I just got back from the first retreat of a year-long mindfulness certification I am undertaking with Mindful Schools. The retreat lasted seven days, and the first two and a half days were spent in silence.
In general? I like silence. But two and half days? Let’s just say I went in feeling some trepidation and apprehension about spending that many hours in actual silence. No media, no texting, no Facebook, no email. Just silence. Not to mention I was about to spend time with 80+ strangers … in silence?
Nearly 10 years ago, I was introduced to mindfulness in a therapeutic setting. I didn’t start doing actual mindfulness sits until about three years ago, and trust me when I say that my sits were more off than on. I’d gotten myself up to being able to sit for 20 minutes in preparation for the retreat.
But silence? How do you prepare for that? “Okay, nobody talk to me for 2 days! GO!”
Let me cut to the chase. Here are two takeaways from what I learned about mindful sitting and walking in silence.
- All that “it’s rainbows and unicorns and you’ll be one with the Universe” talk is bullshit. (Note: If you are adverse to foul language, just stop reading here.)
My experience of sitting in silence alternated between “Hulk smash, fuck fuck fuck” and a crazy weird mind trip.
So here’s the deal: mindfulness isn’t about magically eliminating thought. It’s about getting tuned in and aware of thought. So when you tune and notice, you can go “Oh hey, thoughts, wassup?” and then return to your anchor (we will cover what that is in another blog post). All that time I spent mindfully sitting and walking was spent just catching myself thinking.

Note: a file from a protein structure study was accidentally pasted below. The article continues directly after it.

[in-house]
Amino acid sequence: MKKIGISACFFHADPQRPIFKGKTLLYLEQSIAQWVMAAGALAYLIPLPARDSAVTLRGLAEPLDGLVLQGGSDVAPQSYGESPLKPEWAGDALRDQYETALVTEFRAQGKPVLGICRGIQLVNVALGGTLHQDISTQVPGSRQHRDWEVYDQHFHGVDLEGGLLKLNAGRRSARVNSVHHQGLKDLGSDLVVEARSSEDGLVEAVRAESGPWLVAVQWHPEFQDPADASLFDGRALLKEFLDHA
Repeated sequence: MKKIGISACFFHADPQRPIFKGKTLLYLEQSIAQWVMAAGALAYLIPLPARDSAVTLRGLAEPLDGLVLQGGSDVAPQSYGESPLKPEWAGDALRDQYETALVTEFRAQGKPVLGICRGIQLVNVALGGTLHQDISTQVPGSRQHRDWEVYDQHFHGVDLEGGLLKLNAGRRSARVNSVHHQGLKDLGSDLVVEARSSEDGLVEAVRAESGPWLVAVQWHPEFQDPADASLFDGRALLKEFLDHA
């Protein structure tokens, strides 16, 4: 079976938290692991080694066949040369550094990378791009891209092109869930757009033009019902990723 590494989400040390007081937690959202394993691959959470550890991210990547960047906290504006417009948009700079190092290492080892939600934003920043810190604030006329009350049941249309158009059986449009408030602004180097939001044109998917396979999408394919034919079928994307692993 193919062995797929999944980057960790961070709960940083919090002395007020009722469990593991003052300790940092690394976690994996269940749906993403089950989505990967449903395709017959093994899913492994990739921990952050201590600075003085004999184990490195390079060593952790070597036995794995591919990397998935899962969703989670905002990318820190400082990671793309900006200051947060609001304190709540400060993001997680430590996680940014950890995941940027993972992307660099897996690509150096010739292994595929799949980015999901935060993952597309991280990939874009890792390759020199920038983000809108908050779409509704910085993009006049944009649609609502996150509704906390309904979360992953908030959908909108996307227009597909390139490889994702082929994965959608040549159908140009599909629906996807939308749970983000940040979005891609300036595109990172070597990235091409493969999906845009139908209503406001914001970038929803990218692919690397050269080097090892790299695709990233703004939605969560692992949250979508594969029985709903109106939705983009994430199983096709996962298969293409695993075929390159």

Between “Hulk smash, fuck fuck fuck” and crazy weird mind trip I came to a deep place of gratitude for my body. I was very surprised by this outcome. I became so aware every part of my body that it was impossible to not be grateful for what it endures from me day in and day out.
- The mind? It’s serious tricksy.
My teachers (Chris McKenna, Megan Cowan and Vinny Ferraro) had given us the heads up that we would basically get into an altered space since we’re giving our nervous systems a true rest. Me? I was, naturally, skeptical. And bbbboyyyyy was I wrong!
I learned that when my mind is given absolute silence and free reign, it goes to serious weird places but in an absolutely laughable way. I was able to get better and better at noticing the caverns and paths my mind went on, and could get choosy if I wanted to follow it or just let it be. Emotions? I was able to, most of the time, acknowledge and let them pass. It was serious tricksy in the best way possible.
Oh and? Come to find out sitting in silence with 80+ individuals? Cake.